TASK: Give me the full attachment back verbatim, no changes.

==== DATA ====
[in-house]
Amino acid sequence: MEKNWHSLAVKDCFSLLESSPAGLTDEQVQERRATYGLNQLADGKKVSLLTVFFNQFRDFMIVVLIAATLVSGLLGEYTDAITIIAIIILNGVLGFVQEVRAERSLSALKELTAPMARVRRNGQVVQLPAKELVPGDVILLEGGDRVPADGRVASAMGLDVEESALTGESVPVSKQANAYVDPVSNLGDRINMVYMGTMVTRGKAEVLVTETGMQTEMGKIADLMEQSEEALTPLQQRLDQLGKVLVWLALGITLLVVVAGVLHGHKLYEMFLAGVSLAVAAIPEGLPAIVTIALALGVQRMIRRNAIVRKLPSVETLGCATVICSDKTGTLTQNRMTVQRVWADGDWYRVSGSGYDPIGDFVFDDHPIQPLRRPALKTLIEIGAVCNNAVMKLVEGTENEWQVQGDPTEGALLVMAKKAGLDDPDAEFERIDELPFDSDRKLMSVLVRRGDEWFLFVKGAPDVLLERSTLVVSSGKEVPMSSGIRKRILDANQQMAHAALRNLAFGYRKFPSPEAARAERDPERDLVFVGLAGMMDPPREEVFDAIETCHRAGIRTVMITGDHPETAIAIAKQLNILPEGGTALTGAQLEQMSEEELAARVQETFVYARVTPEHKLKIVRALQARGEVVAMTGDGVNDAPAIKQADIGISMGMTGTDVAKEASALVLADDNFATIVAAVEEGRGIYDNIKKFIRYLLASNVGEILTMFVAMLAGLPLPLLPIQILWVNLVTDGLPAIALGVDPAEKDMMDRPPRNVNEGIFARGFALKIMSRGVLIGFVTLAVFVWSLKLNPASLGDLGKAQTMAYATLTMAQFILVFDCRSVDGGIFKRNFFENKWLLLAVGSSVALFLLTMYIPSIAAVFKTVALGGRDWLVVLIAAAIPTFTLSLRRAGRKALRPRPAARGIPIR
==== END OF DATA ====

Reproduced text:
[in-house]
Amino acid sequence: MEKNWHSLAVKDCFSLLESSPAGLTDEQVQERRATYGLNQLADGKKVSLLTVFFNQFRDFMIVVLIAATLVSGLLGEYTDAITIIAIIILNGVLGFVQEVRAERSLSALKELTAPMARVRRNGQVVQLPAKELVPGDVILLEGGDRVPADGRVASAMGLDVEESALTGESVPVSKQANAYVDPVSNLGDRINMVYMGTMVTRGKAEVLVTETGMQTEMGKIADLMEQSEEALTPLQQRLDQLGKVLVWLALGITLLVVVAGVLHGHKLYEMFLAGVSLAVAAIPEGLPAIVTIALALGVQRMIRRNAIVRKLPSVETLGCATVICSDKTGTLTQNRMTVQRVWADGDWYRVSGSGYDPIGDFVFDDHPIQPLRRPALKTLIEIGAVCNNAVMKLVEGTENEWQVQGDPTEGALLVMAKKAGLDDPDAEFERIDELPFDSDRKLMSVLVRRGDEWFLFVKGAPDVLLERSTLVVSSGKEVPMSSGIRKRILDANQQMAHAALRNLAFGYRKFPSPEAARAERDPERDLVFVGLAGMMDPPREEVFDAIETCHRAGIRTVMITGDHPETAIAIAKQLNILPEGGTALTGAQLEQMSEEELAARVQETFVYARVTPEHKLKIVRALQARGEVVAMTGDGVNDAPAIKQADIGISMGMTGTDVAKEASALVLADDNFATIVAAVEEGRGIYDNIKKFIRYLLASNVGEILTMFVAMLAGLPLPLLPIQILWVNLVTDGLPAIALGVDPAEKDMMDRPPRNVNEGIFARGFALKIMSRGVLIGFVTLAVFVWSLKLNPASLGDLGKAQTMAYATLTMAQFILVFDCRSVDGGIFKRNFFENKWLLLAVGSSVALFLLTMYIPSIAAVFKTVALGGRDWLVVLIAAAIPTFTLSLRRAGRKALRPRPAARGIPIR